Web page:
SALEM, Ore. — Oregon's Department of Human Services (DHS) revealed on Thursday that the private data of more than 350,000 clients may have been accessed in a massive data breach that began earlier this year.
The agency said that the breach stemmed from a phishing scam that infected the emails of nine separate employees after they clicked a suspicious link. The link "compromised their email mailboxes," and allowed the scammers to access the employees' emails.
"Unfortunately, Protected Health Information under the Health Insurance Portability and Accountability Act (HIPAA) was compromised and potentially exposed," DHS said.
DHS had a security issue affecting employee e-mail accounts. Please see our announcement for what you need to know: https://t.co/KNWCnvNQ4l
— Oregon DHS (@OregonDHS) March 21, 2019
Officials have not yet been able to confirm that the personal information of any specific clients was taken during the breach, but the potential size of the breach — more than 350,000 — means that the agency is required to notify the public under Oregon law.
According to DHS, scammers may have had access to the first and last names, addresses, dates of birth, Social Security numbers, case numbers, and other information from thousands of clients.
"While there is no indication that any personal information was copied from its email system or used inappropriately, the department will be offering identity theft recovery services for impacted individuals," DHS said.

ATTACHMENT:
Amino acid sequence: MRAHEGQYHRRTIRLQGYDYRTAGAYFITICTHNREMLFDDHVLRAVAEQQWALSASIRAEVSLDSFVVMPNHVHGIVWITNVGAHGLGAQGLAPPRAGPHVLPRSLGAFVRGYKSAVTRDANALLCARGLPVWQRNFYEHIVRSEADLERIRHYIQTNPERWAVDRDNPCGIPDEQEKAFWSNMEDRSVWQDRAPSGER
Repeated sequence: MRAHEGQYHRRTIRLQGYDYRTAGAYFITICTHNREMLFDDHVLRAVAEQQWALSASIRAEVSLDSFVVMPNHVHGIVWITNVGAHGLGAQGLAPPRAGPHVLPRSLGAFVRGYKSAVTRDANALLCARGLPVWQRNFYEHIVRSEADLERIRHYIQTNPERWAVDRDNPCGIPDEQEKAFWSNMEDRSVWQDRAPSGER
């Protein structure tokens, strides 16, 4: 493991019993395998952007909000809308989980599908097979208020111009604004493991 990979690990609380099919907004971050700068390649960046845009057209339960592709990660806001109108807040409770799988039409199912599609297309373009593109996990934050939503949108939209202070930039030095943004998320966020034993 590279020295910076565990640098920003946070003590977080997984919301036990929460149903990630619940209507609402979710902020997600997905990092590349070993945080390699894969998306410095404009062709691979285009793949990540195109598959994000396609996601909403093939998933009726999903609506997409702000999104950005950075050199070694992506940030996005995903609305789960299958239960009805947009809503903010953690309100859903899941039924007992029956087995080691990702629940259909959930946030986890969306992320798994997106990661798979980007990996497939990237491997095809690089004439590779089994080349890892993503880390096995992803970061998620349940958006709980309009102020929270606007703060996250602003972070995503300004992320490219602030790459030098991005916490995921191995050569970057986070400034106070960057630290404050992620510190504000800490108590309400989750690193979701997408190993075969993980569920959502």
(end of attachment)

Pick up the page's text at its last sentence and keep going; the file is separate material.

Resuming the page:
DHS discovered the breach on January 28, and believe that the phishing scam targeting DHS employees began on January 8.
The agency said that it has hired an outside company called IDExperts to look into the breach and find out exactly how many people may have been compromised — and what specific information may have been available on each client.
On Thursday afternoon, Oregon Republican lawmakers quickly released a statement panning DHS officials' handling of the breach.
“Transparency continues to be a systemic problem at DHS. Oregonians deserve better from government agencies and departments. Protection of personal information they are required to provide the state should be given the highest priority. Beyond that, we’re seeing a growing accountability issue when DHS fails to quickly inform the public about embarrassing matters,” said House Republican Leader Rep. Carl Wilson (R-Grants Pass).
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